In December 1790, Philadelphia stretched approximately nine blocks north and south along the Delaware River. Per the first federal census, the population of the city and its adjacent districts was 42,520 inhabitants. While the United States Supreme Court occupied City Hall, the House of Representatives and Senate convened in what became known as Congress Hall, a Philadelphia County courthouse recently erected just west of the State House. Over the ensuing decade, these walls bore witness to several key events in the nation’s formative period, including the ratification of the Bill of Rights and Jay’s Treaty, President John Adams’ inauguration, and the passage of both the federal Fugitive Slave Act and the Alien and Sedition Acts. Congress also passed legislation to establish the First Bank of the United States, the U.S. Mint, and the federal tariff, thereby enacting Secretary Hamilton’s plan to create the nation’s first financial center and spur maritime commerce and commercial growth.
As the federal capital, Philadelphia boasted a diverse population that included foreign dignitaries, representatives of many Indian peoples, and a significant free Black community, all of whom animated its political culture and enhanced the city’s reputation as the most cosmopolitan city in the new republic. The concentration of government activity around Sixth and Chestnut Streets notably afforded constituents easy, daily access to their representatives and increased Philadelphians’ political participation to levels unmatched over the next century. Between 1790 and 1800, Philadelphia’s elections were watched for signs of national political developments, most critically Federalists’ declining support and the rise of a two-party system. The growth of partisan politics was likewise evident in the city’s print culture, especially newspapers like the Aurora and Gazette of the United States that increasingly aligned with either the Federalist or Jeffersonian factions. As the federal government prepared to depart Philadelphia in 1800, change was on the horizon for both the nation and the city, whose loss of the federal capital arguably marked the end of its role as the preeminent American metropolis. Nonetheless, the legacy of Philadelphia’s tenure as the national capital endures in the national institutions that first took root in Philadelphia and whose physical presence provides a boon for historical tourism and a trademark of civic identity.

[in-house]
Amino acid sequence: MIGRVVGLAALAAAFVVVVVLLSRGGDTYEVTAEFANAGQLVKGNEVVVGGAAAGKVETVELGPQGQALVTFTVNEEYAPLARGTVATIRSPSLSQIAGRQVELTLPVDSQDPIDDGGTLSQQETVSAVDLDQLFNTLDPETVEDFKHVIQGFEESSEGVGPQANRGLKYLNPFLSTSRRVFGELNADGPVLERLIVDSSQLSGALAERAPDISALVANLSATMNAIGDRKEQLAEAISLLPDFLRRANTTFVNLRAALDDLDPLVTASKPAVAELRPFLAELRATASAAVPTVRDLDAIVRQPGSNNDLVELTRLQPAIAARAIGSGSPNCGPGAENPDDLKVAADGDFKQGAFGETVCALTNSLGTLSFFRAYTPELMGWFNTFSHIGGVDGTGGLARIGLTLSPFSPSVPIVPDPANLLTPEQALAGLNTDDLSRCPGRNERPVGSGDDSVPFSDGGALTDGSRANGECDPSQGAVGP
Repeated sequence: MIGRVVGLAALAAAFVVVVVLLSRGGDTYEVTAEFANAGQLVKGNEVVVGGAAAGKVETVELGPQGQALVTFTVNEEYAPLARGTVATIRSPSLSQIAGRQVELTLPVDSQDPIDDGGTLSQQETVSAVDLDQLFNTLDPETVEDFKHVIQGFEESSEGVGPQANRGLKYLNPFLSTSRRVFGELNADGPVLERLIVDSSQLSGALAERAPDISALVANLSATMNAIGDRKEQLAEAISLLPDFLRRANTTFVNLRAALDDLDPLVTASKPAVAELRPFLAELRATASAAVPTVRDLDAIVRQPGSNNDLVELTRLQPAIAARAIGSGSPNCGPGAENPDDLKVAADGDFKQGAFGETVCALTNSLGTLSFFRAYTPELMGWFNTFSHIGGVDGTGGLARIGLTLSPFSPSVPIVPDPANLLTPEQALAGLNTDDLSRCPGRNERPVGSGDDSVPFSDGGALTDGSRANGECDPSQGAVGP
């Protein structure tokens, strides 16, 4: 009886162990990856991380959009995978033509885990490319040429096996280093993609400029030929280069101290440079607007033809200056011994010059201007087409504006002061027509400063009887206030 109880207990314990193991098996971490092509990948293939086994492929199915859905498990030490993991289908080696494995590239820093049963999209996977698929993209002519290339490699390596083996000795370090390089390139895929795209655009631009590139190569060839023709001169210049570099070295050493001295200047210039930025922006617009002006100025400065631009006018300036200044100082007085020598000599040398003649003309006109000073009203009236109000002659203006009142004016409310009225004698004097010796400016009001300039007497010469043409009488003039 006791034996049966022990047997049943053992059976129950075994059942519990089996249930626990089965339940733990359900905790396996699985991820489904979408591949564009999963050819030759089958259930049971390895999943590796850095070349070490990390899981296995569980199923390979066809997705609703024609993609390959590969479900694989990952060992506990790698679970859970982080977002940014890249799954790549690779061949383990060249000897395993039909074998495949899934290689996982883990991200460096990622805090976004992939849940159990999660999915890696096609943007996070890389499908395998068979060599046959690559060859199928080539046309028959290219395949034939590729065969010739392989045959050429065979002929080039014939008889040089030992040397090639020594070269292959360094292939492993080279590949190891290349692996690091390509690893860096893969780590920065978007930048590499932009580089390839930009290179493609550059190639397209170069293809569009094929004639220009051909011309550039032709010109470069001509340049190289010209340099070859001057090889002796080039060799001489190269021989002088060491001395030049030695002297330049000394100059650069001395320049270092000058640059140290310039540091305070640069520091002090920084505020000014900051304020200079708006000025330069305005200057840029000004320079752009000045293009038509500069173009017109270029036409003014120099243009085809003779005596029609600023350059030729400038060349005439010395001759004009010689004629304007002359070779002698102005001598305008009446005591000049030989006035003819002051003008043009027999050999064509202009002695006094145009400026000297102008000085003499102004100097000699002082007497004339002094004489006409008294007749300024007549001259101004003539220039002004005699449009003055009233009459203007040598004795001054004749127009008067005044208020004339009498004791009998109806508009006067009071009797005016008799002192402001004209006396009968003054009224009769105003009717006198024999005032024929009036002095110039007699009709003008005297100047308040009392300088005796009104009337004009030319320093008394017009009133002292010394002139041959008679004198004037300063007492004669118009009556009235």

Hillary S. Kativa received her B.A. in History and English from Dickinson College (2005) and her M.A. in History from Villanova University (2008). Her research interests include American political history and presidential campaigns, public history, and digital humanities. (Author information current at time of publication)